Date: October 18, 2019, 3-5 PM
Location: Feinstone Hall, Bloomberg School of Public Health
What are the roles of capital markets and complex financial products in global health management? This afternoon symposium seeks to explore the histories of international epidemic financing and the transformations we are seeing today with a special focus on the World Bank’s involvement in the current Ebola Epidemic in the Democratic Republic of Congo. Since the West African Ebola Epidemic, international organizations and the global health community have sought ways to more effectively and quickly fund international responses to epidemic events. In 2017, in response to the widely seen failure of the global community to respond fast enough to the West African Ebola Epidemic (2014-2016), the World Bank developed a novel financial product aimed at providing faster financing to prevent the rapid spread of epidemic crises. The World Bank has aimed to utilize global bond markets to finance swift aid delivery to epidemic stricken regions through the creation of a pandemic bond instrument. This has ushered in a new era for disease financing, transforming questions of risk assessment and the perceptions of epidemic events. How is epidemic risk assessed when focused through the manifold lenses of finance? What forms of data are now critical to assessing disease risk? What can be achieved or lost with similar capital-based interventions and who do these financial products serve?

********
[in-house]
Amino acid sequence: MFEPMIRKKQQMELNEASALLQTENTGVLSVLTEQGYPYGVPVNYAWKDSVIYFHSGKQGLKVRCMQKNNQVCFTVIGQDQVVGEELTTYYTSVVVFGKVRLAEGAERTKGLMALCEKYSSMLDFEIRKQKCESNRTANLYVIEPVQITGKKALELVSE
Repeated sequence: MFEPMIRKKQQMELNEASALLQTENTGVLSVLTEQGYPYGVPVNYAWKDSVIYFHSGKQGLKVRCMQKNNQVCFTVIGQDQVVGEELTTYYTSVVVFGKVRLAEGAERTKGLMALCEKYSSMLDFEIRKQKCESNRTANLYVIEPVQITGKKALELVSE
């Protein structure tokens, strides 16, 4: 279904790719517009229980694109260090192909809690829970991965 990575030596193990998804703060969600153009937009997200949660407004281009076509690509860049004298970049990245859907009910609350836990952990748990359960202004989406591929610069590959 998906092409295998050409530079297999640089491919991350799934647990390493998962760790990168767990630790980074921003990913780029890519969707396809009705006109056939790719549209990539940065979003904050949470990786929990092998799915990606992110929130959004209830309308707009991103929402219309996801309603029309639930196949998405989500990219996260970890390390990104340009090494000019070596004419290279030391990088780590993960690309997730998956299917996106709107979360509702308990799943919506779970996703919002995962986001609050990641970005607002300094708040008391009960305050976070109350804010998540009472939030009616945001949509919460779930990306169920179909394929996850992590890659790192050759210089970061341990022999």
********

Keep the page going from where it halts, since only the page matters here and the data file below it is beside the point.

Organizer: Alexandre White (School of Medicine, Johns Hopkins University)
Nicholas King (Faculty of Medicine, McGill University)
Daniel Lucey (O‘Neill Institute for National and Global Health Law, Georgetown University)
Alexandre White (School of Medicine, Johns Hopkins University)
Discussant: Alexis Walker (Berman Institute of Bioethics, Johns Hopkins University)